Online privacy tips: 3 ways to control your digital footprint
You leave records of who you are and what you like all over the Internet. Here's how to limit what you leave behind.
Christine asked about her digital footprint: “What can I do about it.”
Like real footprints, your digital tracks leave a record of where you’ve been and what you’ve done. They show your searches, what you bought, which sites you visited, and the opinions you’ve expressed on social media.
Many for-profit companies, both legitimate and criminal, can make a profit out of knowing you better. Governments also like to get into the act.
So it’s a good idea to get control of your digital footprint.
[Have a tech question? Ask PCWorld Contributing Editor Lincoln Spector. Send your query to email@example.com.]
1. Be careful in social media
In any online services you’re using, check the privacy settings. On Facebook, for instance, you’ll find them by clicking the lock icon in the upper-left corner of the screen and going through the various options.
But that’s not enough. Before you post your status, re-examine what you’re saying and showing and ask yourself if this is something you’d want your parents, your kids, your in-laws, your boss, or the IRS to read. And then make sure you’re sending it only to the people you want to see it.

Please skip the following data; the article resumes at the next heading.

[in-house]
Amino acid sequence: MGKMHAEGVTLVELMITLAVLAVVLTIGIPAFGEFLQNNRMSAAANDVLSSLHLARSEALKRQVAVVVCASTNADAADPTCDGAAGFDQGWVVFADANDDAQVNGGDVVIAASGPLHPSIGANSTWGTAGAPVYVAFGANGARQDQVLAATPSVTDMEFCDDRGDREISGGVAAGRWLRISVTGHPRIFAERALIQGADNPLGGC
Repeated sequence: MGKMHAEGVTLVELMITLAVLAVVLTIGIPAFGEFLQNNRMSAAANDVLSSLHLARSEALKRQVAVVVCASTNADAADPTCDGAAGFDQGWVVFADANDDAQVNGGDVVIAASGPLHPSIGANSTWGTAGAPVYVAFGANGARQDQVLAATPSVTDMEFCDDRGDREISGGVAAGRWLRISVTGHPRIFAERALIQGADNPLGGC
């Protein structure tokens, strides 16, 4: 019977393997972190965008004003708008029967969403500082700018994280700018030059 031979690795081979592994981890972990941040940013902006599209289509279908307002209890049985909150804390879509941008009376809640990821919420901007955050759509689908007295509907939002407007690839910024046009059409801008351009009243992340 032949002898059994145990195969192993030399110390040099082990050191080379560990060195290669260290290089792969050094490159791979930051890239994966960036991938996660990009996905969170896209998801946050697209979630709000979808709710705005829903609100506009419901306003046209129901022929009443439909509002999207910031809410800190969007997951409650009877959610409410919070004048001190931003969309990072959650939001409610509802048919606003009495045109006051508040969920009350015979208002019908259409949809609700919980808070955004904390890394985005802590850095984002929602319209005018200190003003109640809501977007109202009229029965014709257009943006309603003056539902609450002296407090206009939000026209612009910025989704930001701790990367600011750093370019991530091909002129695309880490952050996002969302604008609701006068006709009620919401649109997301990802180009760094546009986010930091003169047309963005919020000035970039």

2. Use multiple identities
The information you share with one website can be combined with information from another, creating a more complete record of who you are. To protect yourself, try to be different people at different sites.
Few sites identify you by name, but a lot identify you by email address. So use different addresses at different sites. You may even want to consider different credit cards.
Blur, a free Chrome and Firefox extension, allows you to mask your email address. When you enter your email address in a web form, Blur gives you the option to create a new, random address instead. That address forwards to your real address, which the sender never sees.
If you’re willing to pay $39 a year—or $79 for three years—Blur Premium will also mask phone and credit card numbers.
3. Browse privately
Your browser knows an awful lot about you, and it shares that information with a great many strangers. But there are methods of controlling that.
Your browser almost certainly has a private mode where it won’t save cookies, searches, or history. In Chrome, it’s called New incognito window. In Internet Explorer and Edge, it’s called InPrivate Browsing. In Firefox, it’s New Private Window. But it’s not perfect. Your ISP can still see where you’ve been, and every site you visit will still see your IP address.
An even better solution is to use the Tor browser, which hides your IP address and encrypts everything for most of the journey between your PC and whomever you’re communicating with. You can think of it as a very private private mode.